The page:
As the buzz of quadrotors is becoming an everyday sound, just having a drone or even building one isn't enough anymore. You need to do something marvelous with them.
From Down Under: FPV Drone Racing
First Person View or video piloting is becoming more accessible as the price of hardware drops. Its practitioners pilot the UAV from the point of view of its front-facing camera, watching the video feed on a monitor or with special goggles. On June 6, the company QAROP organized a race in an abandoned warehouse in Melbourne. Here's what that looks like through the eyes of the winner.
Indoor spray painting quadcopter
Monday is #droneday at electronics kit manufacturer Adafruit. Its Director of Wearable Electronics, Becky Stern published the quadcopter spray can mod last week. It was a collaborative effort that hasn't exactly resulted in a finalized project but they got it to fly.
NASA's air traffic control system for drones
Meanwhile NASA acknowledges the age of the ubiquitous drone is upon us and is working on an air traffic control system for civilian and commercial UAVs.
“The sky could become increasingly crowded as personal and commercial uses of unmanned aircraft systems (UAS), commonly called drones, become more popular”, said Parimal Kopardekar, manager of NASA’s Safe Autonomous Systems Operations project.
To prevent dangerous situations of drones flying into buildings, restricted areas or each other NASA is developing a UAS Traffic Management system.
“NASA wants to create a system that would keep track of and deliver important information to operators of UAS, such as which areas they should avoid, whether any other vehicles are trying to operate in the same airspace, and what the weather will be like in a given area”, said Kopardekar.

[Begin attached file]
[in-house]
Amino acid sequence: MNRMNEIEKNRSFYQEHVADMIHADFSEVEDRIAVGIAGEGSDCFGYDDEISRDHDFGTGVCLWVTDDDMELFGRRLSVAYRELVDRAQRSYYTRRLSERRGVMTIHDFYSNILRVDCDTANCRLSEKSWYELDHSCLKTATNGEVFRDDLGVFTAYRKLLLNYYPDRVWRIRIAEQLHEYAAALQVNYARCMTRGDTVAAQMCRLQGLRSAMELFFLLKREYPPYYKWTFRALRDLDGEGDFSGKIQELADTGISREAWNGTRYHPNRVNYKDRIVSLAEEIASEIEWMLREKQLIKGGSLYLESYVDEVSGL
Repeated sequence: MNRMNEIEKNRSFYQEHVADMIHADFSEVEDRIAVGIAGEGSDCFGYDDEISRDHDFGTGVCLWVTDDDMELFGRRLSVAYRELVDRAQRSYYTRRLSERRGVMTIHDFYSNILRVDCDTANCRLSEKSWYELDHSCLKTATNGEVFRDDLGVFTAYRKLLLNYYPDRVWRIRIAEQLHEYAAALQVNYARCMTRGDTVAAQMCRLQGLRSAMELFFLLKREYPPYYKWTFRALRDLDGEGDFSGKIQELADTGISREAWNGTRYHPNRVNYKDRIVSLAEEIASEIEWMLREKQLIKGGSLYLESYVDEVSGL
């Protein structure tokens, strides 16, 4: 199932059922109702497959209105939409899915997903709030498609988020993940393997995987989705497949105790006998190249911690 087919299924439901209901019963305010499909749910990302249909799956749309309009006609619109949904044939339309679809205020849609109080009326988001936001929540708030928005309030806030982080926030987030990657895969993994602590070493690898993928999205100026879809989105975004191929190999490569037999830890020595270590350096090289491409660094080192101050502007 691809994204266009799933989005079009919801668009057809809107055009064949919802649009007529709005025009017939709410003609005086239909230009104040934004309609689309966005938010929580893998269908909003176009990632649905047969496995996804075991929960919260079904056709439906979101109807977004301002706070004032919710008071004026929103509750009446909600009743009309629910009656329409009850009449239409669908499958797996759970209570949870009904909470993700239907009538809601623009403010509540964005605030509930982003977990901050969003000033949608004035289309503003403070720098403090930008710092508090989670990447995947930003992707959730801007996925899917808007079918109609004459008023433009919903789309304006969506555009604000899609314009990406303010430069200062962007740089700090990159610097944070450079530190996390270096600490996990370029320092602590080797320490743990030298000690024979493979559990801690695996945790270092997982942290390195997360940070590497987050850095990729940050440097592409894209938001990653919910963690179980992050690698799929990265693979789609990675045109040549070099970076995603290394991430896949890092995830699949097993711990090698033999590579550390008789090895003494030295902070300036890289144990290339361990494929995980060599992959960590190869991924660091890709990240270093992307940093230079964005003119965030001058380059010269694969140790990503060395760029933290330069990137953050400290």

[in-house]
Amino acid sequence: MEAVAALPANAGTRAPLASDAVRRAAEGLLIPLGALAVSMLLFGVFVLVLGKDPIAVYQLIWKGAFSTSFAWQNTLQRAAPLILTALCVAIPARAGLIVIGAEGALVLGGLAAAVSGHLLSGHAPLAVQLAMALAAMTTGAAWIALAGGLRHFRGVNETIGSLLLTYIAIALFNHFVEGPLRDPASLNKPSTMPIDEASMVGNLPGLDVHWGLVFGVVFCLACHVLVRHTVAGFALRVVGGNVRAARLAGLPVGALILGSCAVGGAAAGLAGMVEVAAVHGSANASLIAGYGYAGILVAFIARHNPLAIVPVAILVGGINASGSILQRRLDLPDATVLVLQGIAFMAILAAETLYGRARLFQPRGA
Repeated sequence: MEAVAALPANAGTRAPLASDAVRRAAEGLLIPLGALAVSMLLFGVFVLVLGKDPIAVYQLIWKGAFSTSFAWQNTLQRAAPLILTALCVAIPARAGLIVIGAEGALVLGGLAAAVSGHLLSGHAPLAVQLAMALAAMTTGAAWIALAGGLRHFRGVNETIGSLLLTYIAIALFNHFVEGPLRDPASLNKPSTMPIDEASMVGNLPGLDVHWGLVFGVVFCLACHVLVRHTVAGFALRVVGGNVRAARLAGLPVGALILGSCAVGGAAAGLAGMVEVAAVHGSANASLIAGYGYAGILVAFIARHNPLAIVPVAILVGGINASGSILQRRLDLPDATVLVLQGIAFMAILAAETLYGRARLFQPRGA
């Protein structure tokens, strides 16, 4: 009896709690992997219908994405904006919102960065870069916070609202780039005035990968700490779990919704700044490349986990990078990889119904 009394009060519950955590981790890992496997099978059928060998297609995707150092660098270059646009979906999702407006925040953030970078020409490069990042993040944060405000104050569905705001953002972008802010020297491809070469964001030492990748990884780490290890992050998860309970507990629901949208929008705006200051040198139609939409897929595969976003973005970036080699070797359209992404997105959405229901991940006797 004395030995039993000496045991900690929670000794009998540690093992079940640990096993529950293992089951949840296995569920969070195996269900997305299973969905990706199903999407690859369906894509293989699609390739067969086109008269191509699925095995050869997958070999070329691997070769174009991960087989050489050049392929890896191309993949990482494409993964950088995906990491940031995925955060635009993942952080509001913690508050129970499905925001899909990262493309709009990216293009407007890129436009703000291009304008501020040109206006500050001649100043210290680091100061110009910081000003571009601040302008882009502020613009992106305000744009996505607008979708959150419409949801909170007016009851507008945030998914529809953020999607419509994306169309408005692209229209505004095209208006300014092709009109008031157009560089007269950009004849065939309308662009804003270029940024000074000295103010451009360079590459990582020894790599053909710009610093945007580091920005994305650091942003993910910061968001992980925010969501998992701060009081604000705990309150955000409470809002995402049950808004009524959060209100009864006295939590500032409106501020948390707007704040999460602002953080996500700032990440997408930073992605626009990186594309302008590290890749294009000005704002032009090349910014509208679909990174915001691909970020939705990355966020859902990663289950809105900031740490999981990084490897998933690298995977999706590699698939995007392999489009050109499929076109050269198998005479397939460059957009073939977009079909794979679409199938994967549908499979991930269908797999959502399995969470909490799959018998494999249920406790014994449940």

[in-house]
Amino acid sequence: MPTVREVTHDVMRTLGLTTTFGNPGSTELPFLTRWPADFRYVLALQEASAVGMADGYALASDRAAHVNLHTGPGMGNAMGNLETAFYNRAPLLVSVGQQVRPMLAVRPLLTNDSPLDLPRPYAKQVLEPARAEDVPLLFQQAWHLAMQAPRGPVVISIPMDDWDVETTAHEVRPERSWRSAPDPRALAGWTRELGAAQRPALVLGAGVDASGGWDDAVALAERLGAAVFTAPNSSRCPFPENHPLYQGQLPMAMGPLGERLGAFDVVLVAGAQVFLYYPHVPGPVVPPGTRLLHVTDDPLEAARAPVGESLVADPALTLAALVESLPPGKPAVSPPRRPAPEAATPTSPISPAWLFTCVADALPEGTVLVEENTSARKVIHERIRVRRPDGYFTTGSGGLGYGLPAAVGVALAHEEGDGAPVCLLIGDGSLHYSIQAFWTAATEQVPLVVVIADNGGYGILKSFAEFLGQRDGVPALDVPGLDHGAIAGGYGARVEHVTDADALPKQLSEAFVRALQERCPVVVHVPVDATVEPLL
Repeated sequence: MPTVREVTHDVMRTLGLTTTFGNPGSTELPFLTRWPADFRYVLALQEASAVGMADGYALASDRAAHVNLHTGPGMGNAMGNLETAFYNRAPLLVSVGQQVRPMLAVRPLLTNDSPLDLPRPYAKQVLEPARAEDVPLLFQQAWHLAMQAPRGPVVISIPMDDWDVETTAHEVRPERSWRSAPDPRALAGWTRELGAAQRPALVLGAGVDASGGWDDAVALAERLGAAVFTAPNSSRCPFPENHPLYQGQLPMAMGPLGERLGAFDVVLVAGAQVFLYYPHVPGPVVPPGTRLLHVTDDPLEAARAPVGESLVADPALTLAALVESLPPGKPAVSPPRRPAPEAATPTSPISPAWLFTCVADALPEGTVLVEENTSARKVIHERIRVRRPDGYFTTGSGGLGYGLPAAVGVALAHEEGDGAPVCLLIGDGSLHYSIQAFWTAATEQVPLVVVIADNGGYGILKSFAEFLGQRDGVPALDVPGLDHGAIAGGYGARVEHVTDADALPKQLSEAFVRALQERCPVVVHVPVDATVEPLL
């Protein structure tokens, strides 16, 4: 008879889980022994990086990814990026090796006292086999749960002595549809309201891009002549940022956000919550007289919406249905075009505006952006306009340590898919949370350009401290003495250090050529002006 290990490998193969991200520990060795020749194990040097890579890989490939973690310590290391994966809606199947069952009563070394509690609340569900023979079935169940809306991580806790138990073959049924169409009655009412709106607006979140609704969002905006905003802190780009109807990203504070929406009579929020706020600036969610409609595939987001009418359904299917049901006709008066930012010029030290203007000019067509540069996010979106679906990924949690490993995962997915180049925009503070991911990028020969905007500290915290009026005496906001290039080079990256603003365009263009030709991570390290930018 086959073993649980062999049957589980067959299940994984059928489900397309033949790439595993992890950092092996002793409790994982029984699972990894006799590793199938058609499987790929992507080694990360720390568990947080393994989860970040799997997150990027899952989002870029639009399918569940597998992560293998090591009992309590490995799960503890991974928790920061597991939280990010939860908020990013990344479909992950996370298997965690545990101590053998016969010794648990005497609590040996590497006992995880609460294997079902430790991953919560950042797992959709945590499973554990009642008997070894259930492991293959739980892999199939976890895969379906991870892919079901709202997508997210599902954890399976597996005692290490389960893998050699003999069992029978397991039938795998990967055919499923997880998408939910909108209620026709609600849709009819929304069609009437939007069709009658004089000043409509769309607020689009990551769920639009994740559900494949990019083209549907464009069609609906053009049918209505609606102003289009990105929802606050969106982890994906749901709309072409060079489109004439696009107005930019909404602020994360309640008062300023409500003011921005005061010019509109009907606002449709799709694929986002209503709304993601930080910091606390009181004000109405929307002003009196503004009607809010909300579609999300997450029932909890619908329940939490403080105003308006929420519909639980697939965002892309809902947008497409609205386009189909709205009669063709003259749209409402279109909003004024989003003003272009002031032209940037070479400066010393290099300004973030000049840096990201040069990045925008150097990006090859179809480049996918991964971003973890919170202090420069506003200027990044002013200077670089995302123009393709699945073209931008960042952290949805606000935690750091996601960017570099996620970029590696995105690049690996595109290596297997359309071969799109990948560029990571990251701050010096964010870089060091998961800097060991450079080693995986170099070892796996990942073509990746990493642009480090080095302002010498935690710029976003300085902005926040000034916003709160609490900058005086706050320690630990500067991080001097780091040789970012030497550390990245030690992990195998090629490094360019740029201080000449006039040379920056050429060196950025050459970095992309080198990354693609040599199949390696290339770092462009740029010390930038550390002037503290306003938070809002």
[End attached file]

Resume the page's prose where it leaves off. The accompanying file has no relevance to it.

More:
Development is still at an early stage and the agency is working together with partners from companies and knowledge institutions to test different solutions for specific problems. It is considering dynamic geo-fencing or virtual barriers to prevent flight in restricted areas and one partner is building a database to shield private residences from unwanted intrusion.
Another challenge is designing a system that can keep track of drones so operators know where they and other craft are. One solution that is being explored in collaboration with telecom companies is using cell towers to track the flying devices.
“I don’t see a privacy problem with leveraging cell towers,” Ryan Calo, assistant professor of Law specializing in privacy, robotics and cyberlaw at the University of Washington, told The guardian. “If a centralized place is keeping track of these things, we would have some accountability. I don’t believe anybody thinks we should have anonymous drones the way we should have anonymous web surfing.”
Currently, around a 100 organizations are contributing to the research and NASA has given an open invitation to anyone who wants to join.
Top image: Nick Hubbard - CC-BY